I'm looking forward to your work flow videos.

Cheerio,
Steve
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Re: Art Work for Anime Studio in Manga Studio - any advantag

Post by Greenlaw » Sun Dec 15, 2013 8:36 pm

exile wrote:I relied on this forum (see url below) for the information about Celsys and Smith Micro...
Thanks for the links...I'll check this out later today. And thanks for the tracing tips!

I find the Trace Image display easier to work with because, unlike a Bitmap Image layer, Show Trace Image remains transparent while I'm drawing over it. Transparent Bitmap Layers, on the other hand, switches from transparent to opaque when I start tracing, which makes me nuts. That said, I do occasionally use Bitmap Image layer as a reference image because ASP will allow me to transform the image if needed, which I can't do with a Trace Image overlay. Both methods are useful depending on how you intend to use them.

Ideally, I'd like to see a Trace Image mode that allows me to manipulate the image being traced.
@Greenlaw: As far as I know, MS does not export vector graphics, and even if it did, Anime Studio couldn't import them as vectors, it only has its native format.
I just looked at the options and you're correct about MS vectors--even in the EX version, the only export options available are bitmap formats. My bad.

However, ASP can import vectors from some programs. At least I know it can import Adobe Illustrator vectors because I've done this a few times already. The point count and distribution gets changed in conversion though, most likely because ASP does not use bezier curves. That said, the translations is reasonably faithful to the original curves in AI. ASP can also import vectors from SVG and EPS (assuming the EPS file contains vectors and not bitmaps.)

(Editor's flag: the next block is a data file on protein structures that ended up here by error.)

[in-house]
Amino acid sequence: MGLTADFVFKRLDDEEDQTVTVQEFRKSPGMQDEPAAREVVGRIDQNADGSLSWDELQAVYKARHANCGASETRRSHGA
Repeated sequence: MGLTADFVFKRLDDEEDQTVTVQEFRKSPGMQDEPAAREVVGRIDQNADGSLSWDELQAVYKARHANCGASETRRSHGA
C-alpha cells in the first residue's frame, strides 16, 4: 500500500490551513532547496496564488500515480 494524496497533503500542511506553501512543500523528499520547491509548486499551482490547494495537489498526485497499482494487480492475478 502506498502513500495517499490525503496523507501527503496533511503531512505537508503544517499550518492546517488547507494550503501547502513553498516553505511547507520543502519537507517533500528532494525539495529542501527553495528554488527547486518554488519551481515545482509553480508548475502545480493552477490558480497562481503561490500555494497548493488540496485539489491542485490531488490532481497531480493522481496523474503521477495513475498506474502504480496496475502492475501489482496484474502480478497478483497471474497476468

G.
Last edited by Greenlaw on Thu Dec 19, 2013 4:51 pm, edited 4 times in total.
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Re: Art Work for Anime Studio in Manga Studio - any advantag

Post by InfoCentral » Thu Dec 19, 2013 4:15 pm

Greenlaw wrote:I just looked at the options and you're correct about MS vectors--even in the EX version, the only export options available are bitmap formats. My bad.
Really, I thought the one big advantage of upgrading to the EX version was the addition of vector graphics?

EDIT: Just found out that while you can work with vectors in MS you can only save in raster formats.
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Re: Art Work for Anime Studio in Manga Studio - any advantag

Post by uncle808us » Sun Dec 27, 2015 4:55 am

I thought I would add that Affinity Design does export (SVG) to Anime Studio Pro 11 quite nicely. Just used it tonight. for a background. I bought it from the Mac store and then you have access to the Beta if you want the latest, which is what I am using. I have Affinity Paint as well. Both are decent softwares. Affinity is Apples app of 2015 but that's not saying a lot when you consider the amount of broken misrepresented apps for sale in their store.( my opinion).
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Re: Art Work for Anime Studio in Manga Studio - any advantag

Post by PaperWaspNest » Mon Jan 04, 2016 1:16 am

I've found that Manga Studio is really nice for making little brush stroke blobs that you then export as a sequence of images, and set up in Anime Studio as a custom multi-brush. It is a great way to add texture to your character rigs.

Here's a super quick breakdown of what I mean:
STEP 1:
Image
Paint some brush blobs in Manga Studio using their awesome brushes! I have a whole bunch here.

STEP 2:
Image
Export each brush blob layer as its own image, and save them all into a folder in your "Custom Anime Studio Brushes" folder - Anime Studio has a particular way to set this up, look it up in the Help menu if you haven't set this up yet.

STEP 3:
Image
Create a new brush in Anime Studio, and look for the name of your folder from Step 2 in this brush window. Anime Studio will randomly use the different brushes from the folder here, and you can even make the brush images "cycle" through randomly, so your artwork has this wiggling hand drawn look to it.

The result can look like this: (many lines of different brushes are on this character's arms, body,head, etc.. as well as the purple-colored strokes.
Image